As Ireland is a small, open economy, Irish Medtech companies have always been global in their outlook, which has been a key driver of the growth of the sector from a total of 50 to 300 companies over the past 25 years. The Irish companies serving the strong multinational base in Ireland have built up expertise in meeting their needs on a global scale, both in terms of compliance with international standards and increased innovation and efficiency.
As a result of the relatively small domestic market size, most companies that have developed their own unique products and solutions are ‘born global’ – focused on international markets from day one. This is helped by the pro-business environment and a government culture which supports companies looking to innovate, grow and compete globally. Ireland was ranked amongst the top 20 of 190 economies this year by the World Bank for ‘ease of doing business.’
Ireland is recognised globally as a major centre of excellence in the Medtech sector. The industry in Ireland is one of the most dynamic, innovative and adaptable in the world and the people it employs have a ‘can-do’ attitude. They are easy to do business with and are committed to developing relationships with clients over time.
Ireland is ranked first in the world for attracting and retaining talent in IMD’s 2017 Global Competitiveness Yearbook and Ireland is the highest employer of Medtech professionals per capita in Europe.
The talent pool in the Medtech sector demonstrates a strong ability to solve problems, to work in teams and be collegial. Ireland’s workforce generally is the youngest in Europe, with one-third of its population now under 25 years of age.
A lot of people now working in Irish Medtech companies previously worked in healthcare multinationals. This means they have a particularly good understanding of client needs and how they prefer to work with suppliers. Irish Medtech companies also have a keen insight into the needs and requirements of hospitals and wider clinical community, as the collaborative nature of the ecosystem in Ireland facilitates easy access to hospital settings and clinicians.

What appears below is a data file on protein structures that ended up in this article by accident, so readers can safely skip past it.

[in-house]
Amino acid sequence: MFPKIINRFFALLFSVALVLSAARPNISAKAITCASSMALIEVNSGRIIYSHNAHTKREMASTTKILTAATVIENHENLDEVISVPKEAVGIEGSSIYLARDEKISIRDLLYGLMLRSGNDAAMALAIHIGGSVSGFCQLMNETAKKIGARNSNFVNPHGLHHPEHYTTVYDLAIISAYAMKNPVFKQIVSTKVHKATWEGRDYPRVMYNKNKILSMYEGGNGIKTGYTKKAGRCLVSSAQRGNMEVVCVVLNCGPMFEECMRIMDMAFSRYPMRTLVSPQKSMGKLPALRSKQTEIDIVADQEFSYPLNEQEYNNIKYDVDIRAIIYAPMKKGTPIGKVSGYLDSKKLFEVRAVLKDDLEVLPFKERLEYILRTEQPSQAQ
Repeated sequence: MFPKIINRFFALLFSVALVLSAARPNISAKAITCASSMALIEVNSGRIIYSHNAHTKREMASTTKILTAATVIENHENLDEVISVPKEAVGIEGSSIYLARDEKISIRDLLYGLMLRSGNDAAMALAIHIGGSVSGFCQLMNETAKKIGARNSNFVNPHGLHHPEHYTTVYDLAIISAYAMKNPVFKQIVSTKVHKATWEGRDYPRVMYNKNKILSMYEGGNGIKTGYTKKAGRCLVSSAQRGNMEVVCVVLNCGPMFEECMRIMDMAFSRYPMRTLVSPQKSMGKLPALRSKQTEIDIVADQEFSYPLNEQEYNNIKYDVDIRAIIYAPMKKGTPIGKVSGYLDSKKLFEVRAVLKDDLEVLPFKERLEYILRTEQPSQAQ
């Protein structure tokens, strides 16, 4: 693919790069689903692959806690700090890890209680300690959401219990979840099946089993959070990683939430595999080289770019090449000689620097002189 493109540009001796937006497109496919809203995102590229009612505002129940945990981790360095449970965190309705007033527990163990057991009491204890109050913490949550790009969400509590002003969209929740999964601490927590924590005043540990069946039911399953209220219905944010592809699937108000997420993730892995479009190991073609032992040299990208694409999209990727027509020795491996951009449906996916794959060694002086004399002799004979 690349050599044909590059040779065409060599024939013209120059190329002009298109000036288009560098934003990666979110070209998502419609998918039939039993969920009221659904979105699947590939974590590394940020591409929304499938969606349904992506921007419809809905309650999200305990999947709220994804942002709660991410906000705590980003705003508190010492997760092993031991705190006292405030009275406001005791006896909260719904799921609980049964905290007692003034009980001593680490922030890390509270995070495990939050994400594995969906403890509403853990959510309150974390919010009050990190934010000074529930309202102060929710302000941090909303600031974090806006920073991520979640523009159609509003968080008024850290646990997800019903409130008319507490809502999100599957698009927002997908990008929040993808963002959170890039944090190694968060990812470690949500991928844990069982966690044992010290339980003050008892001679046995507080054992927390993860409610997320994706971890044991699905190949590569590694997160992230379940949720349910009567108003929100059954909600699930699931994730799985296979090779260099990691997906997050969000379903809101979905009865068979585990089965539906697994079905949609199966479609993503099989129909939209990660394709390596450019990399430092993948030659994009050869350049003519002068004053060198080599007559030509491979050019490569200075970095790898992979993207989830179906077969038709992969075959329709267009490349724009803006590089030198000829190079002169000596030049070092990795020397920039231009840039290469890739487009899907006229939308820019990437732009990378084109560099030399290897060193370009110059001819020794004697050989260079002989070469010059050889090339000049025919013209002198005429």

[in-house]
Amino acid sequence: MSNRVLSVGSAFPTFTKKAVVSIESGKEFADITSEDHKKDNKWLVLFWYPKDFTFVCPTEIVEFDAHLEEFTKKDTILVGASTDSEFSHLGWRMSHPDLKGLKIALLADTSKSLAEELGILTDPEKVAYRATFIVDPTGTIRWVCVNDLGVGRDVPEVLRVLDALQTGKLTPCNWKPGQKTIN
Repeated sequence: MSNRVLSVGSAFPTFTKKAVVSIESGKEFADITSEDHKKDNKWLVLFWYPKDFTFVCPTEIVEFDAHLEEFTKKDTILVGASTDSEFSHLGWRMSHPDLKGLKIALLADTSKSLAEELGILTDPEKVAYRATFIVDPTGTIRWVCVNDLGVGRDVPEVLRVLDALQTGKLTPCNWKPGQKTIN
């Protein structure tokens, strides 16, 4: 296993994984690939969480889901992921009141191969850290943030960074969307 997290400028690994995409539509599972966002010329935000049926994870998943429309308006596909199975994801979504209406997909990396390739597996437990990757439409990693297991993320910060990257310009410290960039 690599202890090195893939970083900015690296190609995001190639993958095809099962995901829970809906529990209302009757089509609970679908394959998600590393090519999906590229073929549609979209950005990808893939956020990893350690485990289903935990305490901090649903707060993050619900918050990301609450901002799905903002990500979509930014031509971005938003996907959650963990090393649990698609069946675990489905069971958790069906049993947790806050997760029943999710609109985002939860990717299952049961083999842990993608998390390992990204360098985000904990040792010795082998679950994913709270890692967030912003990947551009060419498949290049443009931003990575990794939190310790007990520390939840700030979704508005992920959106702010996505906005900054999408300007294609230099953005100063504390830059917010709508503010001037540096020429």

A strong heritage of supplying multinationals on a global basis and the culture of collaboration within the Irish market have made a partnership approach second-nature to Irish Medtech companies.
Rather than simply selling a product ‘off the shelf,’ they work with clients worldwide to tailor-make solutions to suit their requirements and solve their problems. They have proven themselves to be particularly agile in dealing with fast-paced change in the marketplace.
Hospitals can be concerned that the introduction of a brand-new medical device or solution will require a change in mindset and affect the way that clinicians work. Irish Medtech companies provide technical support on the ground in overseas markets to alleviate this concern and facilitate the introduction of their new devices.
Because of their focus on international compliance and standards, Irish Medtech companies have established a strong reputation in terms of reliability – both in terms of the products and solutions they provide and their ability to deliver within the timeframe required. This is vital at a time when healthcare systems are under pressure to cut costs and patients have higher expectations and demands.
Ireland will be the only English speaking EU member state post-Brexit with the same common law jurisdiction as the UK.
Thanks to Ireland’s strong commitment to EU membership, EU customers of Irish Medtech companies need not be concerned about currency fluctuations, trade barriers and movement of people.